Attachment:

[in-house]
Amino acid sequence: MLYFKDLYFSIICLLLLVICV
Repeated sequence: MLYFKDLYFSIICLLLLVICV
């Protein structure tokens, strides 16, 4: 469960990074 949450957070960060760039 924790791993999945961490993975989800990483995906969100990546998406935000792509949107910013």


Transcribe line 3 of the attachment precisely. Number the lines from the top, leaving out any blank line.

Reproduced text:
Repeated sequence: MLYFKDLYFSIICLLLLVICV